Emlera Quince is a changed man. And as of October 1, he will be a free man, thanks to students and faculty at the College of Law.
Currently serving time in federal prison, Quince has overcome the debilitating cocaine addiction that led to his arrest and conviction in 1997. During his nineteen years of incarceration, the 55-year-old Quince has completed more than 150 classes and has dutifully worked in a factory position for ten years, now serving as head office clerk.
Quince’s personal transformation made him an ideal candidate for a commuted sentence under a federal clemency initiative that seeks to reduce the long sentences previously required by mandatory federal drug sentencing laws. Over the past two decades, Congress has reduced the disparity in crack cocaine sentences, and Supreme Court decisions have increased the ability of federal judges to sentence a defendant below the range of previously binding federal sentencing guidelines. For example, in 1997 Quince was sentenced to twenty-five years in prison, set for release in 2022. However, if he had been sentenced according to today’s laws for the same cocaine charges, his prison term probably would have been no more than ten years, meaning he would have been released nine years ago, in 2007.
“It’s the best news I’ve gotten,” Quince said upon learning of his commutation, one of 348 made by President Barack Obama since 2014 as part of the federal clemency initiative. “I really can’t even put it into words. I am very excited.”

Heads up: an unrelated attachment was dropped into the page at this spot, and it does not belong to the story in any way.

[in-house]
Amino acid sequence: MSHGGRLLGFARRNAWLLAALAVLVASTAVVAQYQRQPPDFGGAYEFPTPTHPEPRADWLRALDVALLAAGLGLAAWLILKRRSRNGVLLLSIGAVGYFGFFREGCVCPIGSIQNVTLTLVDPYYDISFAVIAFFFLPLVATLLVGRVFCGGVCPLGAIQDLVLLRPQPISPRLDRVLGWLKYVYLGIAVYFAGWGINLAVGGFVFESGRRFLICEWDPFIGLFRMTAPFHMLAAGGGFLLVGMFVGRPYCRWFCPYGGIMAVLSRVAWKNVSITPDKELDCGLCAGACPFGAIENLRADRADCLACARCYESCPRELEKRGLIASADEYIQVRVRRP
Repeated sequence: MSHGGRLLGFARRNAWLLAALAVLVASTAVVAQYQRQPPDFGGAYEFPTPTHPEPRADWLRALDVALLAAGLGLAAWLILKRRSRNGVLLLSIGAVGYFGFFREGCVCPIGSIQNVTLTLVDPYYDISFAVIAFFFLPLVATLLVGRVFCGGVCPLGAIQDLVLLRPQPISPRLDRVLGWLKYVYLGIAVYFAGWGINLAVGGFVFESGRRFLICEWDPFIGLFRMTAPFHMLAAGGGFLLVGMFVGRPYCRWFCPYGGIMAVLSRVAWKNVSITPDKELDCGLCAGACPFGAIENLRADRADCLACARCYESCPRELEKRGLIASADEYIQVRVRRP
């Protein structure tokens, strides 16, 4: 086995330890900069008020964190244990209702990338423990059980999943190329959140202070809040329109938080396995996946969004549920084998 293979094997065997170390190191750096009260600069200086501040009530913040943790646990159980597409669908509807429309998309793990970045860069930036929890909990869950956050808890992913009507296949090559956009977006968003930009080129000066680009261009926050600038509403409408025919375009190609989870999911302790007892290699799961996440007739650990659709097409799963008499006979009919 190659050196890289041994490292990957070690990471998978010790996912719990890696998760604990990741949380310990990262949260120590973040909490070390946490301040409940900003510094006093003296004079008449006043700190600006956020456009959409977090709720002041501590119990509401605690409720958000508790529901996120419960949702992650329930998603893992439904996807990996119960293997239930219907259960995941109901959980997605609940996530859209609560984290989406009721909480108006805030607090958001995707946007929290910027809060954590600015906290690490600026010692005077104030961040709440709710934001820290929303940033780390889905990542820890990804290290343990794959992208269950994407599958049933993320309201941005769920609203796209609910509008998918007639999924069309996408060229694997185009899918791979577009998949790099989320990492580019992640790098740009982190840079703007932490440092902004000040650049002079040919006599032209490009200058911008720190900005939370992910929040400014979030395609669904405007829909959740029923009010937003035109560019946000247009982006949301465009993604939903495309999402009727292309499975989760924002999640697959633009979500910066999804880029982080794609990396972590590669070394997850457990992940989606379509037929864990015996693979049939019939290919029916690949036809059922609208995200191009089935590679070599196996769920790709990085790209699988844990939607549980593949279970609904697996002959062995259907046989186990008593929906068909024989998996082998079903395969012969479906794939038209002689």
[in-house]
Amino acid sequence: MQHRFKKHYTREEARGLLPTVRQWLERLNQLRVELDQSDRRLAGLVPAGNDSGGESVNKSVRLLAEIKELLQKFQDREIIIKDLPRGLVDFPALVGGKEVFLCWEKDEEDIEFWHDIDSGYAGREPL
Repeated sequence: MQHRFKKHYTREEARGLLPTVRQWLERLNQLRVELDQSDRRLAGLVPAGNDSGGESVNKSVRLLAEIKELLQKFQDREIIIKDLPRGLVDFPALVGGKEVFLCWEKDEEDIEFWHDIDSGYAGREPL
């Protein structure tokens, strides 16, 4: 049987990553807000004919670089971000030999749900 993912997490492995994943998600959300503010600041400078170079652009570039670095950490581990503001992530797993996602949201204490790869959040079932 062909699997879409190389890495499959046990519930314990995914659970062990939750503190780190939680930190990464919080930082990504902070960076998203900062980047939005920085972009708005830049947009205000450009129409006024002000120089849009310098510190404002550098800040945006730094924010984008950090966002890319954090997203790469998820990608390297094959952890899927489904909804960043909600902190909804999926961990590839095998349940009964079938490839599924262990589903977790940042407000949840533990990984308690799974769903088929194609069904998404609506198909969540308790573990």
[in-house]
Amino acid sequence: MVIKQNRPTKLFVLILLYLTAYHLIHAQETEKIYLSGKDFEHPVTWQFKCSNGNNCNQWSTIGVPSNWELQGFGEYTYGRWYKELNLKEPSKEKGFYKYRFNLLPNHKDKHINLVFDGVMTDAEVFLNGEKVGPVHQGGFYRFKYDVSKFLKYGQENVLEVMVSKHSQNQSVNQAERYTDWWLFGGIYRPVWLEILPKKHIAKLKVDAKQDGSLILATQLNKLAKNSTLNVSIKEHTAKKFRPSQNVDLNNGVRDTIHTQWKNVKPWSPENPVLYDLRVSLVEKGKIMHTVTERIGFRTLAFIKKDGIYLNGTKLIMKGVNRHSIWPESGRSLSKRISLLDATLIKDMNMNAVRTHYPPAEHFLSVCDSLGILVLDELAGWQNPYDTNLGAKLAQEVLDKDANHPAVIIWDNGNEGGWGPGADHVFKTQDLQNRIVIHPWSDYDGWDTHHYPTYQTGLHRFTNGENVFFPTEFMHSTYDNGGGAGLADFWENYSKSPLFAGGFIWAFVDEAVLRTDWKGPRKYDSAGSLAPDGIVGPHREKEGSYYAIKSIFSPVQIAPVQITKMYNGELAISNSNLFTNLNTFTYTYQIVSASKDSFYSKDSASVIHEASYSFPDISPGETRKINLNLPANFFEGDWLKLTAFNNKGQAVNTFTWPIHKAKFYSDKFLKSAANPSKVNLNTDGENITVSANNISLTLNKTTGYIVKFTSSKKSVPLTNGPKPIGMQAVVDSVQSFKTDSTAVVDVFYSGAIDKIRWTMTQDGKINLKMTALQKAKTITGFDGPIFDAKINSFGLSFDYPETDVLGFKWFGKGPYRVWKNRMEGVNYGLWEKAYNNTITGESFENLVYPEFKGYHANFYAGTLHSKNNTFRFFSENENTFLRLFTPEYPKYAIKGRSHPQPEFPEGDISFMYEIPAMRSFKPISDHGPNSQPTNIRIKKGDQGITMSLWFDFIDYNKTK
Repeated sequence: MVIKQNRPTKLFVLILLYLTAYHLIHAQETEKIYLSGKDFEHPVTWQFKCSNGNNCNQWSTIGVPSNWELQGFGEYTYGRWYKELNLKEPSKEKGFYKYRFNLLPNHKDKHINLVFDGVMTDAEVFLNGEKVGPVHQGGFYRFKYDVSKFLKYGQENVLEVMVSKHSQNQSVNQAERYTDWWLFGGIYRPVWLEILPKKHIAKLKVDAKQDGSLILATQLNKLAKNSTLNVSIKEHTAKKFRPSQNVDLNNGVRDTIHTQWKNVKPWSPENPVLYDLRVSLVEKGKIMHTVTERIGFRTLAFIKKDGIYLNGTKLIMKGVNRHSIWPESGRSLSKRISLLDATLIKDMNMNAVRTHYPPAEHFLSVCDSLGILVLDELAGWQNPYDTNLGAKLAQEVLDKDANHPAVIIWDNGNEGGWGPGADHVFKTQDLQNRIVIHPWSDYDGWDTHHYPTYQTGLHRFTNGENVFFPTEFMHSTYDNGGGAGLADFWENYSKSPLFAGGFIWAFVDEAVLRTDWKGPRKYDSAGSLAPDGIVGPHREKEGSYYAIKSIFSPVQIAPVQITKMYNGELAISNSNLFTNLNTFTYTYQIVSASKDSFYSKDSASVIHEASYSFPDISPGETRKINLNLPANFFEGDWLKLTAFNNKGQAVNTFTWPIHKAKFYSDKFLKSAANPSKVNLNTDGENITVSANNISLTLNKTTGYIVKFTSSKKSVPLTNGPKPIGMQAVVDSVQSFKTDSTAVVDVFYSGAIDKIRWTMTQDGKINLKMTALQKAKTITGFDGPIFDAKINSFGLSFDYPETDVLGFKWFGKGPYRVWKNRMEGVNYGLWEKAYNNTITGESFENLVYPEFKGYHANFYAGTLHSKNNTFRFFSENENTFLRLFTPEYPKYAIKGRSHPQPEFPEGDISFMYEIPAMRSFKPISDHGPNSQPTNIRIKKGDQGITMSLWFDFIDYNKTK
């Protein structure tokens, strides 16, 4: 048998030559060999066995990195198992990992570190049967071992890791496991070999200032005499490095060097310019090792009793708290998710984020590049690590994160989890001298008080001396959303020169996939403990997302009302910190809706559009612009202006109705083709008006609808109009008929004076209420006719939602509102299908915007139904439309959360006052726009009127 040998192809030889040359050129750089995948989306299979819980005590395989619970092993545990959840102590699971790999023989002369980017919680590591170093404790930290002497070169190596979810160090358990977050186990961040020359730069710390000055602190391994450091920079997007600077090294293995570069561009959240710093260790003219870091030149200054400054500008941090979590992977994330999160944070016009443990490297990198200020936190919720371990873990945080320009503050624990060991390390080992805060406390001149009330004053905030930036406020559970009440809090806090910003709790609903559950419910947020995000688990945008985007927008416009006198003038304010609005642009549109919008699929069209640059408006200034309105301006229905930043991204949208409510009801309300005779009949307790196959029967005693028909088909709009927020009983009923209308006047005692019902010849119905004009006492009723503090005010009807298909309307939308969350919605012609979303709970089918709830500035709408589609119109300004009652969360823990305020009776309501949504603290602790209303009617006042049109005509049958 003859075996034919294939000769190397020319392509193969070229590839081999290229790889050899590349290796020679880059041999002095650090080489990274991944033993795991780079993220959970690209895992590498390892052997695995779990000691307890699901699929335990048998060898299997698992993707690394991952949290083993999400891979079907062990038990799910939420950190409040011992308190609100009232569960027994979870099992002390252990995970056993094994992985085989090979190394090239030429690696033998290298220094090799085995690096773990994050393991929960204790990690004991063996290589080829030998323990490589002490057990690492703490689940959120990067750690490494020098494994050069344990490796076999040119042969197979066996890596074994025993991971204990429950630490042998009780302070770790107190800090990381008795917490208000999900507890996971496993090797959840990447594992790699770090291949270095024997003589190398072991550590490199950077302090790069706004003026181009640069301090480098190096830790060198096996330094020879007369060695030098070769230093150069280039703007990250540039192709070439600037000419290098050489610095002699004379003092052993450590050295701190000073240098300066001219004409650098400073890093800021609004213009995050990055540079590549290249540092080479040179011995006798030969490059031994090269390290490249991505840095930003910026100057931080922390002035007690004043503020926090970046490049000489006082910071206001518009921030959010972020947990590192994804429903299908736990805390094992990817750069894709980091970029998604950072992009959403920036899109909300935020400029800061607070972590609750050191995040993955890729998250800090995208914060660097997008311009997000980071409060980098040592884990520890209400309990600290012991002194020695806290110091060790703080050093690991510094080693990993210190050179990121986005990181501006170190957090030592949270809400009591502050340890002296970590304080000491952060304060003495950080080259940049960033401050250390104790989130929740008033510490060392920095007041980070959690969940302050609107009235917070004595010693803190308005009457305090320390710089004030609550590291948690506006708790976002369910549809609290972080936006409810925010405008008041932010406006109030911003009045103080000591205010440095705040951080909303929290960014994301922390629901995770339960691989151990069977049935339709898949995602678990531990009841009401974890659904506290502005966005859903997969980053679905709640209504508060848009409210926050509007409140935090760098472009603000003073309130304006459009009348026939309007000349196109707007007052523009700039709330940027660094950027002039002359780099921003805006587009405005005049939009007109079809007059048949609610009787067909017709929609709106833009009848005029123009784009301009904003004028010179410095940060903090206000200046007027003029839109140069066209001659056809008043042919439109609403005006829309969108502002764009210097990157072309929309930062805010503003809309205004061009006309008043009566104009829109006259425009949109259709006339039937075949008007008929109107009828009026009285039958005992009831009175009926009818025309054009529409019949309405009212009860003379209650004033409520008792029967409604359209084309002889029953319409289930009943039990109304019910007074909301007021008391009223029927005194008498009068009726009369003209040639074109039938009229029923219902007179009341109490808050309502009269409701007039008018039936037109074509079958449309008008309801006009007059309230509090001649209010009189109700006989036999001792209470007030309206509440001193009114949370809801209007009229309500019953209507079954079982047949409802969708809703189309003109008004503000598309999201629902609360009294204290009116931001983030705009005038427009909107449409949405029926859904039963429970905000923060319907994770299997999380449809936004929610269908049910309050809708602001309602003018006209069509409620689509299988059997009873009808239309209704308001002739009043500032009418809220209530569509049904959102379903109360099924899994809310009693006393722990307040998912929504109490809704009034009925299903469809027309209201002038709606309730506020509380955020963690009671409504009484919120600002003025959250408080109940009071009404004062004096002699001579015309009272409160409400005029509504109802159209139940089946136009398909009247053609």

Quince’s victory is also a victory for the UT Law students and faculty who represented him through the college’s Federal Clemency Clinic, launched by professors Joy Radice and Wendy Bach in cooperation with the national Clemency Project and federal defenders, who are not authorized to file clemency petitions for clients.
“We immediately thought of the UT Legal Clinic as the perfect partner,” said Beth Ford, the federal community defender for the Eastern District of Tennessee and a UT Law alumna. “We knew what outstanding work the students do—and we and our clients were certainly not disappointed.”
Quince’s case is the first of the clinic’s twelve federal clemency cases to receive a decision.
“Our clinic engaged students in challenging legal analysis and writing that are critical to their development as lawyers who are ready to practice,” said Radice, who supervised Quince’s case. “And at the same time, these students filled a gap in legal representation for individuals like Mr. Quince who were eligible for clemency but unable to afford a lawyer.”
Law students CJ Lewis and Thomas Smith represented Quince during their time as students. Lewis began the case in 2014, conducting legal research and sentencing analysis, as well as interviewing and counseling Quince at his prison in Atlanta. Following Lewis’ graduation in 2015, Smith took over the case. He fully examined how federal sentencing changes would qualify his client for clemency and gathered evidence about Quince’s positive changes in prison. Support from the prison’s correctional staff for Quince’s release, as well as letters of post-release support from friends and family, bolstered the case. The clinic ultimately submitted a 147-page clemency petition on Quince’s behalf.
Following the president’s decision to commute Quince’s sentence on June 3, Smith was the first to share the good news with his client.
“It has been a tremendous experience working on these cases for people like Mr. Quince,” said Smith, who graduated in May. “This case has prepared me to be a better lawyer … but it has also made a real difference, giving Mr. Quince a second chance.”
Quince is taking his second chance seriously. He plans to reconnect with and live near his children, with whom he now talks several times each week.
“I plan to get back to work, stay out of prison, and take care of my grandbabies.”
Roger Hagy (865-974-6788, email@example.com)